Online Etymology Dictionary bias (n.) 1520s, from French biais "slant, slope, oblique," also figuratively, "expedient, means" (13c., originally in Old French a past participle adjective, "sideways, askance, against the grain"), of unknown origin, probably from Old Provençal biais, with cognates in Old Catalan and Sardinian; possibly from Vulgar Latin *(e)bigassius, from Greek epikarsios "athwart, crosswise, at an angle," from epi- "upon" + karsios "oblique," from PIE *krs-yo-, from root *(s)ker- (1) "to cut" (see shear (v.)). It became a noun in Old French. "[A] technical term in the game of bowls, whence come all the later uses of the word" [OED]. For what a man had rather were true he more readily believes. bias (v.) 1620s, literal and figurative, from bias (n.).

40+ Tips to Improve your Grammar and Punctuation After all these years you finally have the courage and opportunity to write the email announcing that you and you alone have single handedly saved the company from utter disaster. You’re excited, you type it, you spell check it, and you hit send.Everything is great except that your gold star memo has dangling modifiers, double negatives and run-on sentences colliding with each other. Now I am no grammar whiz but I know a good resource when I see it. Purdue University maintains an purdue.edu/" target="_blank">online writing lab and I spent some time digging through it. Learn and enjoy! • A or An? • Adjective or Adverb? • Adjectives with Countable and Uncountable Nouns • Using Articles ( A/An/The ): with 2 exercises and answer keys Nouns • A Little Help with Capitals • Count and NonCount Nouns (with Plurals, Articles, and Quantity Words): with 2 exercises and answer keys • Count and NonCount Nouns (with Articles and Adjectives): with exercise and answer key Prepositions Pronouns • Pronoun Case Commas

History Commons redolent A.Word.A.Day with Anu Garg A picture is worth a thousand words, they say, and if that's true this week we're going to send you a thousand words a day. "I've always been fascinated by the conversation between words and images. "As a longtime fan of A.Word.A.Day, I was very excited when Anu Garg asked me to do a series of curiotypes for this week's words. "If you'd like to see more of my work, including earlier stages of these images and the scientific alphabet mentioned above, please visit my blog, Oddments & Curiosities." redolent (RED-uhl-uhnt) adjective: 1. From Old French redolent (smelling), from Latin redolens, present participle of redolere (to give off a smell), from re- (intensive prefix) + olere (to smell). "There's a heavy dose of irony in the title of Wendy Cope's new book of poems, Family Values. "Once again, living rooms are redolent with the pungent scent of sandalwood." See more usage examples of redolent in Vocabulary.com's dictionary.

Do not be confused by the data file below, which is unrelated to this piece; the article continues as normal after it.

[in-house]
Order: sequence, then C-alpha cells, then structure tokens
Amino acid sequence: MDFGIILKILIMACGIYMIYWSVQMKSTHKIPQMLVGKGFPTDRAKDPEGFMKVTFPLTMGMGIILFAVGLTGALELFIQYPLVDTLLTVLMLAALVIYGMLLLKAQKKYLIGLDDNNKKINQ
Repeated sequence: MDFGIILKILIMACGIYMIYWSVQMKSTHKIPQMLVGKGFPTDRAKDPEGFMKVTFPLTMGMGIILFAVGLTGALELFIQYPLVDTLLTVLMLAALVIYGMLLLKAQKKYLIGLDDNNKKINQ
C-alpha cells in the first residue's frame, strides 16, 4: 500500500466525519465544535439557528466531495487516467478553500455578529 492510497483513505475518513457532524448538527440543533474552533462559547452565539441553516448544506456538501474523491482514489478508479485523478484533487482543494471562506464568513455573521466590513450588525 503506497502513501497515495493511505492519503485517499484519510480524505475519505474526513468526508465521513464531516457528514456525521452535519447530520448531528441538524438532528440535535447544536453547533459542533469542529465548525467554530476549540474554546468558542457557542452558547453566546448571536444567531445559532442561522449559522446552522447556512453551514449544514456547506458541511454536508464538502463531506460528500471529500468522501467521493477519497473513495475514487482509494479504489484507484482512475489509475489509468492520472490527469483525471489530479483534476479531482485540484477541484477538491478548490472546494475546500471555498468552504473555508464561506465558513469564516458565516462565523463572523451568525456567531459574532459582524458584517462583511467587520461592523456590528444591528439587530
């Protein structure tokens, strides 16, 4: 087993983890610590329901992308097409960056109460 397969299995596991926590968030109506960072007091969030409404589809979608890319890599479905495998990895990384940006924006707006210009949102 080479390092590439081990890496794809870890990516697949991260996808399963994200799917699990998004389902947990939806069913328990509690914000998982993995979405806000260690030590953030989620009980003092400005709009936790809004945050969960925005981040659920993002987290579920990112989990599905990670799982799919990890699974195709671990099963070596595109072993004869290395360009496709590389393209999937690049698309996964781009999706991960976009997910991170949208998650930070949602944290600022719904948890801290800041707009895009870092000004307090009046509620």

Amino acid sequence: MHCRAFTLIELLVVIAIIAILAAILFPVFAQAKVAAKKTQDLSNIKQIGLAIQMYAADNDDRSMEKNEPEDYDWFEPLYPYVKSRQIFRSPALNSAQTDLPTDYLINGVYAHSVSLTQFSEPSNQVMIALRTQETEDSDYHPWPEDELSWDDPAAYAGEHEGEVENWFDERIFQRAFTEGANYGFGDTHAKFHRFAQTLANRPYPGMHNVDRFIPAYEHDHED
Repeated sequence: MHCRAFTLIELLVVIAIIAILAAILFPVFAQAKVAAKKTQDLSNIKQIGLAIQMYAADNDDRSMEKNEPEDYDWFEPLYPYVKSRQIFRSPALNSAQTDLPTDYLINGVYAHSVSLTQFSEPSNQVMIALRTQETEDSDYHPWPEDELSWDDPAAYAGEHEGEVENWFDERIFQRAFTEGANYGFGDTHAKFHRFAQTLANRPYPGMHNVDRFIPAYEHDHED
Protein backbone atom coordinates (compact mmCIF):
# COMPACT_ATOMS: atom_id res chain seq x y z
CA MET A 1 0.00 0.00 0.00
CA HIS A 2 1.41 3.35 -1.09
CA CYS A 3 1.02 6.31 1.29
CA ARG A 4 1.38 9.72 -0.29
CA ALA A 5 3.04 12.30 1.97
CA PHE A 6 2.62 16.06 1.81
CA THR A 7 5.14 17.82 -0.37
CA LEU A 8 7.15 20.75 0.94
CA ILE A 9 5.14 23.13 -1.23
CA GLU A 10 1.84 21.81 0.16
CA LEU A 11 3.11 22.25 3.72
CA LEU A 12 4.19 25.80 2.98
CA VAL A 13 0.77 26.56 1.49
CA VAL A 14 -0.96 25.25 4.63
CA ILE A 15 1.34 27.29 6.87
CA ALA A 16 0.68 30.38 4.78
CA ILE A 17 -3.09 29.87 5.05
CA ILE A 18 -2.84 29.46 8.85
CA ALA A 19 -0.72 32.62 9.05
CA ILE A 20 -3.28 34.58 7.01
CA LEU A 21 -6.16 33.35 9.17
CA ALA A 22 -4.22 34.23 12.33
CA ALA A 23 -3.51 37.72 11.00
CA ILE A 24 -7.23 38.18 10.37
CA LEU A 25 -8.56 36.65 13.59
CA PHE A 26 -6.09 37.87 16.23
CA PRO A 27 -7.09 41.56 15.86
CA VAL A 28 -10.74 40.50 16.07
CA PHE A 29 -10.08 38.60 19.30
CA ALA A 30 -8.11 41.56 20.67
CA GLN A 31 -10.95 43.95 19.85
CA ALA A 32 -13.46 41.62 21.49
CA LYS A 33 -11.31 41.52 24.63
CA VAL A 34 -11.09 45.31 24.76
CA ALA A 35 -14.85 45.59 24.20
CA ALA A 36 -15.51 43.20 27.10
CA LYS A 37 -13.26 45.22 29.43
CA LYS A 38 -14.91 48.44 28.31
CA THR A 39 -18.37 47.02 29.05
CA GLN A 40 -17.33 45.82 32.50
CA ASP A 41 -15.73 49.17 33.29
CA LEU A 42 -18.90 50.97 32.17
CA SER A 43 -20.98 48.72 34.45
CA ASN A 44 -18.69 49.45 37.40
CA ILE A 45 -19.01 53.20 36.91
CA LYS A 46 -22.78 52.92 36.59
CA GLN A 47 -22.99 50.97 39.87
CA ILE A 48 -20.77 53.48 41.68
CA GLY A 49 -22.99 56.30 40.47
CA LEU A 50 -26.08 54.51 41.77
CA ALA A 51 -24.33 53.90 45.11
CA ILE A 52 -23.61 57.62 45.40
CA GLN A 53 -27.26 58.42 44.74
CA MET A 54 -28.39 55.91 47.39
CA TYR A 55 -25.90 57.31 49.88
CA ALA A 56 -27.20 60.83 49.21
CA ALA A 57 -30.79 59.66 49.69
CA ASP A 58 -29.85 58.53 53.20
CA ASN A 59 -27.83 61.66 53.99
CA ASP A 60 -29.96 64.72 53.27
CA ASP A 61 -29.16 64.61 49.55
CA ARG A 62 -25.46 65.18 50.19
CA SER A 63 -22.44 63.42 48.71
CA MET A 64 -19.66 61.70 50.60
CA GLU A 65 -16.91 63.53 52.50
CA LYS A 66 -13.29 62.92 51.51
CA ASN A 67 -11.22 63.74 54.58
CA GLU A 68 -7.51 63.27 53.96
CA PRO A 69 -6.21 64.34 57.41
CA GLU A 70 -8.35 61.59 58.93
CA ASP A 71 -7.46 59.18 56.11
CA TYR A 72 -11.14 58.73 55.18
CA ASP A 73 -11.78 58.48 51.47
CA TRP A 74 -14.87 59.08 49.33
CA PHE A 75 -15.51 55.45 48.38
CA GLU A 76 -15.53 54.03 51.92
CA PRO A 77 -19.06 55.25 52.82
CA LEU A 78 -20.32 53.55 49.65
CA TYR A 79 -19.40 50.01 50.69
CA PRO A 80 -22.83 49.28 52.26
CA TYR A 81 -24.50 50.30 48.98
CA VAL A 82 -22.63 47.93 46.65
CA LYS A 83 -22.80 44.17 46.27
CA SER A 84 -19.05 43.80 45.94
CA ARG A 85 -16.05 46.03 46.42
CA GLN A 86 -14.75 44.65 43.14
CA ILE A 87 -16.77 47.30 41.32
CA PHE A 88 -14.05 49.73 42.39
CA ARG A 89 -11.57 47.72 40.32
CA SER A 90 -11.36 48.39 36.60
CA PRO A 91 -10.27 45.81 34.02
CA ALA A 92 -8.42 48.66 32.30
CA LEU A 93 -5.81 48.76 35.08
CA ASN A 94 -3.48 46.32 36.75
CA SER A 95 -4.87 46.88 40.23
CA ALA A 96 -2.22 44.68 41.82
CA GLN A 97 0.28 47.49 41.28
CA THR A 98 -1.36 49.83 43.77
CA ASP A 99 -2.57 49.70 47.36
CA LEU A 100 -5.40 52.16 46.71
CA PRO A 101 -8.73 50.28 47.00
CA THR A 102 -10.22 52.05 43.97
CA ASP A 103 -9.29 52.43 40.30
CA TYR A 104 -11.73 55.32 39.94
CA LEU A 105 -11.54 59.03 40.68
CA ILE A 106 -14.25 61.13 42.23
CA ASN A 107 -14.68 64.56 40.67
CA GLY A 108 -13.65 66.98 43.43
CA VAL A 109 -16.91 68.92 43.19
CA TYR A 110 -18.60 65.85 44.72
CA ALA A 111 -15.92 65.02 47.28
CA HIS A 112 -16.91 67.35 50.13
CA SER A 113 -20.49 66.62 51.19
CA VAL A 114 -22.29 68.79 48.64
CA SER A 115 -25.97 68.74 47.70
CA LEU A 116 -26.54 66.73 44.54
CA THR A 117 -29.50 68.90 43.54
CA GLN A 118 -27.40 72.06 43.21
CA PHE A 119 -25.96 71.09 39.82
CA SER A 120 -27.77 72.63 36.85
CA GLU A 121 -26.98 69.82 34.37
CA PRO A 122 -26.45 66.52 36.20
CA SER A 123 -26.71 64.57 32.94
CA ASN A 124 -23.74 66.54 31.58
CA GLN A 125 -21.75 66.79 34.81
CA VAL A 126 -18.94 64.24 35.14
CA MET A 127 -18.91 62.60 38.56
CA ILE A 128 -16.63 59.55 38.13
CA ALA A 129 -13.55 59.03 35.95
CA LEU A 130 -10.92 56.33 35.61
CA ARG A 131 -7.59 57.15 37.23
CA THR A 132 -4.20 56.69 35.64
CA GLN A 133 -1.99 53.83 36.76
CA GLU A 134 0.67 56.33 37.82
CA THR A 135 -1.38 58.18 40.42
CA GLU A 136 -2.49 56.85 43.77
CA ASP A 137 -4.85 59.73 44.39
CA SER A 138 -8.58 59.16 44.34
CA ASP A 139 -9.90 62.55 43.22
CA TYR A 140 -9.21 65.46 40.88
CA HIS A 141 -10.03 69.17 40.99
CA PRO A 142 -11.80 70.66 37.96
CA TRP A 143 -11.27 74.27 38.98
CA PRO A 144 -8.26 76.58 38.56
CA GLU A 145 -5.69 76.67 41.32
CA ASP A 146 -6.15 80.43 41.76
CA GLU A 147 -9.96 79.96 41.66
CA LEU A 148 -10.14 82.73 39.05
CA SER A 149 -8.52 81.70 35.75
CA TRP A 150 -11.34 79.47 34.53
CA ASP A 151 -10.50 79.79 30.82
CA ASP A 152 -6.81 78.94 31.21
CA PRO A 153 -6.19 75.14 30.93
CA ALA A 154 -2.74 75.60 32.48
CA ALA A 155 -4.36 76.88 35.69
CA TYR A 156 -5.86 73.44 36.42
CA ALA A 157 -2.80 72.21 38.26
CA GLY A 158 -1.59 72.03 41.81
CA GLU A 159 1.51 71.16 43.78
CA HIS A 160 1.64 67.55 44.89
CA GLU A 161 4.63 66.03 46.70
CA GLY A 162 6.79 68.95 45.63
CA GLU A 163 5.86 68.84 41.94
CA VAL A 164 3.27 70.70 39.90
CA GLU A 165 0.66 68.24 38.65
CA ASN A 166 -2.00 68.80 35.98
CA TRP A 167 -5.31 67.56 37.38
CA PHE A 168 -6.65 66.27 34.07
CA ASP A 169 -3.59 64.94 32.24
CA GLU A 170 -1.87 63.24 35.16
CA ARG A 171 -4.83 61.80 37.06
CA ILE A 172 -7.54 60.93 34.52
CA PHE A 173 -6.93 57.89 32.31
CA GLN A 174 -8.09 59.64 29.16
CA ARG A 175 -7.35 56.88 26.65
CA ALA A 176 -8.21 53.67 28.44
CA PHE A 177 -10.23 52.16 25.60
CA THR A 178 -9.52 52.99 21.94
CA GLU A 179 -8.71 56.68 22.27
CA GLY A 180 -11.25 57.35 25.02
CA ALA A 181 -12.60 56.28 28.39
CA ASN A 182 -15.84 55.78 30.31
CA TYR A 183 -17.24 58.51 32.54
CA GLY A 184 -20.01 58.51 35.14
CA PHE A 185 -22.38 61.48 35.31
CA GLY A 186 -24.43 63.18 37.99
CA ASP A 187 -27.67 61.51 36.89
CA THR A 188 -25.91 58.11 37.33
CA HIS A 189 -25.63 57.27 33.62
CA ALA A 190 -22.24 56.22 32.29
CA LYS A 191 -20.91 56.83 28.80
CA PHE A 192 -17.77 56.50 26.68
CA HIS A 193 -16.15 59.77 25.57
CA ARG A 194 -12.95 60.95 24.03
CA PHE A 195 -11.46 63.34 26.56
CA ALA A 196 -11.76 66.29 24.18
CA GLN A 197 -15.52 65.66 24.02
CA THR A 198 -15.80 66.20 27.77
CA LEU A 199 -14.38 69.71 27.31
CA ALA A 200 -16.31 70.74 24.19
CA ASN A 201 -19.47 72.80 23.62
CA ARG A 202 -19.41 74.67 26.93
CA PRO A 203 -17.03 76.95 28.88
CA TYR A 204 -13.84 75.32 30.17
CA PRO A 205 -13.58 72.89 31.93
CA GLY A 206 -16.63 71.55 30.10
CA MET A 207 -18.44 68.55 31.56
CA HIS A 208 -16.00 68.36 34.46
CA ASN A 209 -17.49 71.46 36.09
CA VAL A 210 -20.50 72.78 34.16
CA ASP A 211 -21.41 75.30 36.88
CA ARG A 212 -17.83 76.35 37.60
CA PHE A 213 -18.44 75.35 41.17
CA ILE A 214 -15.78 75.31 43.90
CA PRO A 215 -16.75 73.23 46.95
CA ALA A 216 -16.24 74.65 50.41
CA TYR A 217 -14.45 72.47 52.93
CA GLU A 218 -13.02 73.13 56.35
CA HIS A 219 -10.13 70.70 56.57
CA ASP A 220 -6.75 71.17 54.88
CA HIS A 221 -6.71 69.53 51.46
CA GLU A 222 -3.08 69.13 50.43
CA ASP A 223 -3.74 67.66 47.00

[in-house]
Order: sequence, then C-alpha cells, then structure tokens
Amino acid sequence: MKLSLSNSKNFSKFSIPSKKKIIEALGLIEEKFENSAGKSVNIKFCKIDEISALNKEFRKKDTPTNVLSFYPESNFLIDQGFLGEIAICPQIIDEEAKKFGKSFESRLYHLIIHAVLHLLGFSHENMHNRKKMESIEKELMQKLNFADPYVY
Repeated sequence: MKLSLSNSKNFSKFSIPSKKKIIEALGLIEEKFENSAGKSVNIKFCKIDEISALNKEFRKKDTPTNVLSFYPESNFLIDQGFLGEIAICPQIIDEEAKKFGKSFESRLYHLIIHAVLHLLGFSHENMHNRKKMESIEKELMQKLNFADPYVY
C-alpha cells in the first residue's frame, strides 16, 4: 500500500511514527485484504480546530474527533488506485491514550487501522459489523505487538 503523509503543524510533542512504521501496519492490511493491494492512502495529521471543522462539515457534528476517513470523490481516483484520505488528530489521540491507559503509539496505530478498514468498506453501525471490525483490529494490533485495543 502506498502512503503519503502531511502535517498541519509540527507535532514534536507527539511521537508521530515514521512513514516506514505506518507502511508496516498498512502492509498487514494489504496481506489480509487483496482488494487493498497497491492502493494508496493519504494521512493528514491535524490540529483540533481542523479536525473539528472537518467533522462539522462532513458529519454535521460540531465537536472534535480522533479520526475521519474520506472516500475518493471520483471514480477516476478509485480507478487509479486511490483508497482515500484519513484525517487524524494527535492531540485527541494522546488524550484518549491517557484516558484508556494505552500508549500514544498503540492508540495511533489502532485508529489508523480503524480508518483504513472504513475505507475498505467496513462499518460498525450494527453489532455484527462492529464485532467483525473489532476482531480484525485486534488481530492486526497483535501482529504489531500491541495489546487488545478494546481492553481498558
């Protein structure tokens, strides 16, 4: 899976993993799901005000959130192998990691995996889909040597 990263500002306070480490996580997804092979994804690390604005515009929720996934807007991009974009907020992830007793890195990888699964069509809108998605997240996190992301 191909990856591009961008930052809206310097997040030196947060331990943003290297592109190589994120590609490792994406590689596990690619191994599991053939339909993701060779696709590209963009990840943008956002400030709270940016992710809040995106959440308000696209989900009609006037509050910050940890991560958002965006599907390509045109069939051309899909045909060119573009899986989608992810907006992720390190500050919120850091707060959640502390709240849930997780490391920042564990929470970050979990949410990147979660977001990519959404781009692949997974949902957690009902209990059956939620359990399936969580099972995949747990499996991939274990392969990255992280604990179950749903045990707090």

BBC World Service | Learning English | Ask about English Moon Phases: 2001 to 2100 The following table gives the date and time (Universal Time) of all phases of the Moon for a period of one century. This data is provided primarily to assist in historical research projects. For the year 2000, the length of the mean synodic month (New Moon to New Moon) is 29.530588 days (=29d12h44m03s). However, the length of any one synodic month can vary from 29.26 to 29.80 days due to perturbing effects of the Sun on the Moon's eccentric orbit. The phase table also indicates whether an eclipse of the Sun or Moon occurs on the date in question and gives the eclipse type. Historians should note that the astronomical dating system used in these tables includes the year "0" while the traditional BCE - CE dating convention does not. The last column of the phase table lists ΔT, the value used to convert Dynamical Time to Universal Time. Phases of the Moon: 2001 to 2005Universal Time (UT) Phases of the Moon: 2006 to 2010Universal Time (UT) Phases of the Moon: 2011 to 2015Universal Time (UT)